Leslie Jiménez is a Dominican multidisciplinary artist and illustrator based in NY where she works and lives with her husband, daughter and two blood parrot fish. Ms. Jiménez graduated from the prestigious Altos de Chavón School of Design, in the Dominican Republic. She was awarded a full scholarship and graduated with honors from Parsons The New School for Design in New York City. Leslie's work has been exhibited in galleries in NYC, Washington DC, Barbados, Santo Domingo, SCOPE Contemporary Art Fair NY, and New York Presbyterian - The Allen Hospital. Other venues include PBS, and online magazine Mashable. Jiménez has been invited to talk about her work at El Museo del Barrio, CNN en Español, Rutgers University, City College, Art In FLUX and Parsons The New School.
Rejin Leys is a mixed media artist and community papermaker based in New York, whose drawings and artist’s books have been exhibited at such venues as Centro Culturel de Espana, Santo Domingo; Kentler International Drawing Space, NY; Queens Museum, NY; and Les Ateliers J.R. Jerome, PaP, Haiti. Her work is in the collections of the Schomburg Center for Research in Black Culture, Yale University, and Rutgers University Caribbean Studies Department, and she is a recipient of a fellowship from the New York Foundation for the Arts.
Shani Peters (b. 1981 Lansing, MI) is a multi-disciplinary artist based in New York City. Her practice encompasses community building, activism histories, the subversion of popular media, and the creation of accessible imaginative experiences. Peters holds a B.A. from Michigan State University and an M.F.A. from the City College of New York. Her exhibitions and presentations in the United States and abroad include the Schomburg Center for Research in Black Culture in New York City; the University of Michigan, Ann Arbor, MI; Seoul Art Space Geumcheon in South Korea; and the National Gallery of Zimbabwe in Harare. Selected residencies include those hosted Lower Manhattan Cultural Council, Museum of Contemporary Art Detroit, the Laundromat Project, and Project Row Houses, as well as a residency in Seoul, South Korea sponsored by apexart. Peters’ work has been featured in the Art Papers magazine and the New York Times. Her work is recognized and supported by several awards and grants from institutions such as the Foundation for Contemporary Arts, the Rauschenberg Foundation, Rema Hort Mann Foundation, and the Joan Mitchell Foundation. Peters is an educator, focusing her teaching at the intersection of art and politics.
Sui Park is a New York based artist and an interior architect born in Seoul, Korea. Her work involves creating 3-dimensional flexible organic forms of a comfortable ambiance that are yet dynamic and possibly mystical or illusionary. She recently had a solo exhibition ‘Playing with Perception’ at the Denise Bibro Fine Gallery in Chelsea, New York in April 2016. She also had a solo exhibition ‘Garden of Humans’ at Kingsborough Community College, CUNY, Brooklyn, NY in March 2016. She participated over 50 exhibitions, including a two-person exhibition, Uncommon Landscapes, Art FLUX Harlem, New York, July 2016. Sui Park is also a Bronze Awardee in ‘2013-2014 A’ Design Award’ in Arts, Crafts and Ready-Made Design Category with her design ‘SuiTable’. Sui Park’s education includes MDes in Interior Architecture at Rhode Island School of Design in 2013 and BFA in Environmental Design at Maryland Institute College of Art in 2011. Sui Park also has MFA and BFA in Fiber Art at Ewha Womans University, Seoul, Korea.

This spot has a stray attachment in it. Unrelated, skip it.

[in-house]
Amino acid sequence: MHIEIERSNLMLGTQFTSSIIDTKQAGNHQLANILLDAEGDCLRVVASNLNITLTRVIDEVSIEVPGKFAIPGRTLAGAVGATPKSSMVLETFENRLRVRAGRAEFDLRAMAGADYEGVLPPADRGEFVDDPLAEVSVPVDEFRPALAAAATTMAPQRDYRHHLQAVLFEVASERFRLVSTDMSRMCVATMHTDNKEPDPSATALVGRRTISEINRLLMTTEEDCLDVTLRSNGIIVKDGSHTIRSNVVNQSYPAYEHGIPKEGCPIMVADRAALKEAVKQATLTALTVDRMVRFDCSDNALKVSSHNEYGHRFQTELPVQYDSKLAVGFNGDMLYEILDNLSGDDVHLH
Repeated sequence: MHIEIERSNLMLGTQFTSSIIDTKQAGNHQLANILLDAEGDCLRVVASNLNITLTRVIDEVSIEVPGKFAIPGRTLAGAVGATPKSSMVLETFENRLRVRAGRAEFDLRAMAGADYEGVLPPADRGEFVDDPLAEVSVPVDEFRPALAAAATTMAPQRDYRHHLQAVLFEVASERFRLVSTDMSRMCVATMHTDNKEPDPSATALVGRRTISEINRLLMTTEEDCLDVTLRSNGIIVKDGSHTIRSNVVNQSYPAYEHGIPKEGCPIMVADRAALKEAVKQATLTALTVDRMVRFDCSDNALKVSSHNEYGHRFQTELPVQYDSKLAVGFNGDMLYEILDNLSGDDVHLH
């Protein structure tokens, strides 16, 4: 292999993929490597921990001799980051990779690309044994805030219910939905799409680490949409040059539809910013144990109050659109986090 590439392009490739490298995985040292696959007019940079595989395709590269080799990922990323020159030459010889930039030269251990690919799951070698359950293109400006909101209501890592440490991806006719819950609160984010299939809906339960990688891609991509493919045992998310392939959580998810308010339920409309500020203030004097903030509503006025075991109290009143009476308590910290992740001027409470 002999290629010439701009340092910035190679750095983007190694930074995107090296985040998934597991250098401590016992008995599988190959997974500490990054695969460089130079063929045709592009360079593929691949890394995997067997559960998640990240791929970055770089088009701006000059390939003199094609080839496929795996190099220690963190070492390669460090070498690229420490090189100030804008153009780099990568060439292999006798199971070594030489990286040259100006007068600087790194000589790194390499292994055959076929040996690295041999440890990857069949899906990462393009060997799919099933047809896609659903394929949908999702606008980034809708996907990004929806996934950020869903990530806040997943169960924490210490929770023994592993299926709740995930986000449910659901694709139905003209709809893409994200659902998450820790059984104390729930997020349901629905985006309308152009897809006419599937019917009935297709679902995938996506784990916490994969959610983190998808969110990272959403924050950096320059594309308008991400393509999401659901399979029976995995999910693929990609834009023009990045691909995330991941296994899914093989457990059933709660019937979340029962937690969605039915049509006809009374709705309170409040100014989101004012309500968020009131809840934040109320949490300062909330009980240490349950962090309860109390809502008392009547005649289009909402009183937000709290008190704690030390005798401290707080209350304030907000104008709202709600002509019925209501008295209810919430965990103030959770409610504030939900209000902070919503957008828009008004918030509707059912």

Suprina’s finesse with found objects comes from her work as a sculptor and prop maker for clients such as Annie Leibovitz, Apple, Bloomingdales, Fortunoff and the Macy’s Thanksgiving Day Parade. Her artworks deal with the human condition and social issues and incorporate detritus, castings, modeling, and painting. She has created a number of public art projects including the DNA Totem featured in the FLUX Art Fair 2016, now on view at the Rye Arts Center, Rye, NY through spring 2017. Other public art commissions and awards include Figment NYC 2012, ‘Best Portfolio’ by Pro Arts 2013 and 2015 and grants by the Puffin Foundation and Lower Manhattan Cultural Council. Suprina made a splash in 2013 when thirty-two of her sculptures installed in the Morristown courthouse were deemed dangerous to the public by the County Sheriff, who placed a 24/7 guard on the work and ordered them removed. The experience inspired Suprina to create a series of ‘Dangerous Art’ and another series related to the theme of ‘Injustice in the Justice System’.